Can Manure Supply Nitrogen and Phosphorus to Agriculture?

September 7, 2017
By Andrew McGuire

Once you start asking questions, innocence is gone. -Mary Astor

Manure, whether fresh, old, or composted, is often declared a key component of sustainable agriculture. From countless trials, researchers have come to similar conclusions (Haynes and Naidu 1998). Manure use is promoted as a solution in discussions of sustainable agriculture topics including: soil fertility, soil health, organic farmingregenerative farming, carbon sequestration, and renewable resources. However, I have questions. Not about the actual spreading of manure, or calculating application rates, but about manure’s role in sustaining agriculture. Is manure a sustainable source of nutrients? Is manure a sustainable organic soil amendment, able to build soil organic matter, store carbon in the soil, and so assist in reducing greenhouse gases? When is manure application a sustainable practice?

In my next few posts, I will answer these questions with the hope of putting manure in its proper role in sustaining agriculture. First, let’s look at the nutrient-supplying potential of manure. It all starts with figuring out where manure comes from.

How do you say manure: two or three syllables? muh-NOO er, or as I remember it from Northeast Nebraska, muh-NER. Photo: I. Barbour via Flickr cc

Where does manure come from?

Manure comes from cattle and sheep and swine and poultry, right? Well yes, but livestock are not the source of the materials in manure. Those materials come from “primary producers” as scientists call those organisms that produce “biomass” from inorganic compounds. Biomass is the stuff that living organisms are made of. Our biomass is flesh and bones and blood, but we, like livestock, are not primary producers. We and they put together our biomass from other biomass, our food. Livestock eat various biomass feeds and what’s left is manure. So then, manure is processed biomass from plants. Plants are primary producers because they don’t live on the biomass of other organisms. They get energy from sunlight and from it produce biomass.

Manure, then, comes from plants, specifically from crops grown on fields. Although the feed (crop biomass) is changed as it goes through livestock – bacteria and other organisms are added, some sloughing of livestock cells occurs – everything in manure is derived from the feed. This is important because it means that manure production is tied directly to crop production.

How much manure can we produce?

Here’s the process. Sunshine falls on plants, which transform light energy into valuable feed, which farmers harvest and transport to livestock who eat it and produce manure. To calculate the manure produced per acre, we need to know one thing about this process. What are the losses? The biggest loss between crop in field and manure on ground is to the livestock themselves. Some loss goes to producing steaks, chicken breasts, or hotdogs, the rest to providing the basic energy needs of living animals. There are also losses at harvest, in transport, and losses in recovering the manure (collection and transport).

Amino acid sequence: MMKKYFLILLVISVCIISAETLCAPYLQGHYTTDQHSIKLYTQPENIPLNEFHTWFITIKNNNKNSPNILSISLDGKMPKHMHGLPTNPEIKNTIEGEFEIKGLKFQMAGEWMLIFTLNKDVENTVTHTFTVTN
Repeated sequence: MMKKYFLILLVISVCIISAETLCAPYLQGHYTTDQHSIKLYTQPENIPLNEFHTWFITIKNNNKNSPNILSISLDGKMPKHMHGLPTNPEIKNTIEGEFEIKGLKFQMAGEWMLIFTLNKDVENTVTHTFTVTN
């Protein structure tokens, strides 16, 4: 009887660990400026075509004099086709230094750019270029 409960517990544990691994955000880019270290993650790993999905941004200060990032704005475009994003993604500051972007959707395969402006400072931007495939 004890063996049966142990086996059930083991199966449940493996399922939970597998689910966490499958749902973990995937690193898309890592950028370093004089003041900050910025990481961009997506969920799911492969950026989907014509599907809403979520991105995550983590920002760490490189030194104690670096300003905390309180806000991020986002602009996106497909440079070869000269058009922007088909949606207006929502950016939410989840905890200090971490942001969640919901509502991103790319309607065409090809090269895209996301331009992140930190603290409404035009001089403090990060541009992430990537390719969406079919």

Here are the losses from field to livestock and back to field (percent of initial dry solids lost):

  • 57-81% between feed and fresh, excreted manure (ASABE, 2005)
  • 4-8% lost in collection and transport (10-40% of excreted manure, NRCS 1995)

It is not just organic matter that is lost, nutrients are also lost, but we’ll get to that.

From a crop in a field to the manure being applied to a field, the total loss of dry matter is 61-89%, along with the associated nutrients. Now we can start with a feed crop yield, apply the losses above, and find the amount of manure produced per acre.

Graphic: A. McGuire, 2017.

In a feedlot, chicken or swine house, or in a confined dairy, livestock rations are mixtures of grains, legumes (mainly soybeans), and forage (hay and silage). They all end up as manure, and that manure is applied somewhere, so we can simplify this by looking at just one crop. Corn (and corn silage, see best case scenario below) is a good one because it is grown in many parts of the country, mainly for feed, and makes up a large part of many livestock rations.

Here are the resulting numbers:

Low scenario1: 1.6 tons manure per acre

High scenario2: 5.7 tons manure per acre

Surprised? I was. This is so little that it would be near impossible to spread evenly over an acre. And if you did, you would barely be able to see it. But what does it mean? To answer that we need to look at common manure application rates.

How much manure is needed to provide nitrogen and phosphorus for a corn crop?

Since feed crops produce manure, let’s look at what it takes to produce the corn crop that produced the 1-6 tons of manure per acre. There are many Extension publications on calculating manure application rates for supplying nutrients. First, let’s focus on nitrogen as it is needed in the largest amounts. To supply nitrogen to our 174 bu. per acre corn crop (average corn yield in US, used in low scenario above) would require 22.2 tons of manure per acre (1.2 lb. N per bu. of corn, 209 lb. N per acre needed, 9.4 lb. available N per ton manure3). We found above that a 174 bu. per acre corn crop fed to cattle (finishing) will produce 1.6 ton of manure per acre. 1.6 ton produced vs. 22 tons needed. That’s the effect of the losses. Even with an irrigated corn yield of 250 bu. per acre we couldn’t produce enough manure. Only if we applied this 22 tons per acre once every 14 years (22.2÷1.6), could it be considered a sustainable source of nutrients (and then there is the matter of where the nutrients come from).